Mr Broadbent says our sector is calling out for regulation to be put in place. “The main benefits of this licensing are that it protects good and ethical practice, and identifies and tackles unscrupulous practice,” he says. “Parts of construction have said if this licensing scheme was adopted in the industry, it would raise standards immediately.”

“Some clients have very proactive systems in place. They may have additional expectations, such as paperwork and qualifications for workers to be declared beforehand” 

Isabel McAllister, Mace

Clients can also play an influential role in improving standards across the sector, according to Ms McAllister. Mace is seeing a greater push from certain clients to crack down on the issue, she says, adding that  it would be helpful for contractors if customers could set a common standard. “Some clients have very proactive systems in place,” she says. “They may have additional expectations, such as paperwork and qualifications for workers to be declared beforehand for workers on site.”

However, she says some are not as collaborative and will push contractors to deliver the changes required to combat the issue on their own.

As well as client engagement, Ms McAllister suggests contractors could benefit if there was more transparency around sharing data. “What would be helpful is if the names of subcontractors or agencies known to be behaving inappropriately are readily shared,” she says. “But because of data protection and blacklisting, it is very difficult to put a mark against a supplier’s name.”

However, Mr Broadbent agrees that the industry, along with the GLAA, can work together more effectively to deal with suspicious cases.

“If anyone in the construction industry or supply chain sees something that doesn’t look right – for example, a worker could look frightened to engage in conversation, looks literally battered or bruised, dishevelled, underweight – you can contact the GLAA and we will work through that issue in association with that business.”

What is clear is that this pervasive problem cannot be tackled by individual companies doing their own thing; only through a massive collaborative effort will progress be made.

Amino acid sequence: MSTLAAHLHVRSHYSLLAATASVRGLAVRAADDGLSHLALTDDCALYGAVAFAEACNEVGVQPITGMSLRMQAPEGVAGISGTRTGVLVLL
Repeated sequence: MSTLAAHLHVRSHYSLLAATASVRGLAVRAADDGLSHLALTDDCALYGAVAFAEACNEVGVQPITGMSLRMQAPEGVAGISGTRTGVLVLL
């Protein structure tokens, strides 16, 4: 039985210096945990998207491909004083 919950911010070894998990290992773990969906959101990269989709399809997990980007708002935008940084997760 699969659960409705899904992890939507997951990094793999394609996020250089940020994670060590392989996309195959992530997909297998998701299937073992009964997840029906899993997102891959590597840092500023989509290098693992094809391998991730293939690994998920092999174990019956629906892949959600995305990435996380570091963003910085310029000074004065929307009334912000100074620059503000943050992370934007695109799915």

The eight pathways to best practice

1) Organisation strategy and policies

The approach to tackling modern-day slavery is built into the values of the business and implemented throughout the whole of the organisation.

2) Management systems

Firms should be continually focusing on improving quality, environment and health & safety systems to remove risk of unethical practice occurring.

3) Assurance

Compliance and auditing: Findings from audits conducted should be used to improve practice.

Reporting: Firms should make transparent, publicly available reports on their activities. Activity should be compared to set global benchmarks.

4) Procurement and supply chain management practices

Supply chains must effectively collaborate together to tackle unethical procurement of goods and services.

5) Financial management

Businesses need to influence their supply chains to improve best practice.

6) Human resources, recruitment, staff training and development

Employees must be trained and better understand the risks related to ethical and responsible sourcing.

7) Communications, External Relations & press/public relations

Transparent communication internally and also outside of the business with press and other stakeholders needs to be enforced.

8) Innovation, best practice, continuous improvement

Staff should be engaged in improving best practice and innovation used to improve the situation.